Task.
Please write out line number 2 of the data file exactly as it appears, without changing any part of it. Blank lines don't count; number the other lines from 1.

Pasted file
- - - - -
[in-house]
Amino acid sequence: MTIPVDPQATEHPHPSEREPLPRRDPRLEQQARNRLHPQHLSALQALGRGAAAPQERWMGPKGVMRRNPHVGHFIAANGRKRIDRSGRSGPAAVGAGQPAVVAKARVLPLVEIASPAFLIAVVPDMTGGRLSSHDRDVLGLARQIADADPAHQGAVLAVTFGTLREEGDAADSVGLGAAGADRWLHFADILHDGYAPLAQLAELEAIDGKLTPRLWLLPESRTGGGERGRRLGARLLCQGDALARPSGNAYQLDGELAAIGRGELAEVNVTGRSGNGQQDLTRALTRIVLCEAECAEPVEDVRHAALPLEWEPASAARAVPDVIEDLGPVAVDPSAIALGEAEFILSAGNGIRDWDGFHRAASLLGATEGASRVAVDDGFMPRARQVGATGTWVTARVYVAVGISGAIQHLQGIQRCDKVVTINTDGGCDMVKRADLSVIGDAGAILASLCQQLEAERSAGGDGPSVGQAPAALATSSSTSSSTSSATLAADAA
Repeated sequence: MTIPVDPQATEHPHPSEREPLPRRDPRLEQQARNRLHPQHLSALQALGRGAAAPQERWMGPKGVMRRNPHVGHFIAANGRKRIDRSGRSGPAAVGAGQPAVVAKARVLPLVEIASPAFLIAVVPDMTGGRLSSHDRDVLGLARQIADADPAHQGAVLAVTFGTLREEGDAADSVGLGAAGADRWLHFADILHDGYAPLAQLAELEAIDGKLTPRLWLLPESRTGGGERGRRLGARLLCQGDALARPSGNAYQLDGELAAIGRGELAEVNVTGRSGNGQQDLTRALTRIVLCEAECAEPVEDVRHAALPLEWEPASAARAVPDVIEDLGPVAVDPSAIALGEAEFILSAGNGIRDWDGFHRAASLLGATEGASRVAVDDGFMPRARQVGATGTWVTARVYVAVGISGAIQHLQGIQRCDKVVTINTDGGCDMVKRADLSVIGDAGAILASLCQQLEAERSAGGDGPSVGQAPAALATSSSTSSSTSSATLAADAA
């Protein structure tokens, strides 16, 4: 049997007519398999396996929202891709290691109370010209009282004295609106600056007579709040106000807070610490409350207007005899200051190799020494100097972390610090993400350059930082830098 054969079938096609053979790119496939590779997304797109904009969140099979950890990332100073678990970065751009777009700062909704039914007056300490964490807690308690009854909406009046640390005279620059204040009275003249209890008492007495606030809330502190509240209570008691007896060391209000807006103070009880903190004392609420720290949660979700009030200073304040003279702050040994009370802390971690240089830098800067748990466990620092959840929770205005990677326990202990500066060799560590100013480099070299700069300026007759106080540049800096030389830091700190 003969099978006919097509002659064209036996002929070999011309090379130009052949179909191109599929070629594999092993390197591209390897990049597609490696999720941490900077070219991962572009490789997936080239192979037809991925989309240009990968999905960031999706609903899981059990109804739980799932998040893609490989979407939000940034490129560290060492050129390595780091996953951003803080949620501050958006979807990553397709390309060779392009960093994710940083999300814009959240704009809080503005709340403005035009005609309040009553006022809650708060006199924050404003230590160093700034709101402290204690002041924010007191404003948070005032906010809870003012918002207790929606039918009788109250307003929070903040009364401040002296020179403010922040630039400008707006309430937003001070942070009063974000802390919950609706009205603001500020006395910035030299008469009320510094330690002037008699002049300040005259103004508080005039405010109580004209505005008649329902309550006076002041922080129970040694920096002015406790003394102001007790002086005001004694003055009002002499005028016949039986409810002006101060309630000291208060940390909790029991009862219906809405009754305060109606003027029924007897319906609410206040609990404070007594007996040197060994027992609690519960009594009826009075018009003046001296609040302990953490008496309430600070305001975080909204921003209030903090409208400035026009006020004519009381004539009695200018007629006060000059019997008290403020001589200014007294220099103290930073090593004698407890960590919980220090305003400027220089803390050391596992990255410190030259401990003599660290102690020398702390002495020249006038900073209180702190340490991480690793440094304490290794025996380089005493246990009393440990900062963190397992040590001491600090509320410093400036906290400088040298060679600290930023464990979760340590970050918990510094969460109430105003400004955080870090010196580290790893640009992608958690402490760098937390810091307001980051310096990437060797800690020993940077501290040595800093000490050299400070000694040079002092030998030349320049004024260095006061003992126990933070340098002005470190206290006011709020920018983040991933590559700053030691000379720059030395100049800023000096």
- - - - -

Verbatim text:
Amino acid sequence: MTIPVDPQATEHPHPSEREPLPRRDPRLEQQARNRLHPQHLSALQALGRGAAAPQERWMGPKGVMRRNPHVGHFIAANGRKRIDRSGRSGPAAVGAGQPAVVAKARVLPLVEIASPAFLIAVVPDMTGGRLSSHDRDVLGLARQIADADPAHQGAVLAVTFGTLREEGDAADSVGLGAAGADRWLHFADILHDGYAPLAQLAELEAIDGKLTPRLWLLPESRTGGGERGRRLGARLLCQGDALARPSGNAYQLDGELAAIGRGELAEVNVTGRSGNGQQDLTRALTRIVLCEAECAEPVEDVRHAALPLEWEPASAARAVPDVIEDLGPVAVDPSAIALGEAEFILSAGNGIRDWDGFHRAASLLGATEGASRVAVDDGFMPRARQVGATGTWVTARVYVAVGISGAIQHLQGIQRCDKVVTINTDGGCDMVKRADLSVIGDAGAILASLCQQLEAERSAGGDGPSVGQAPAALATSSSTSSSTSSATLAADAA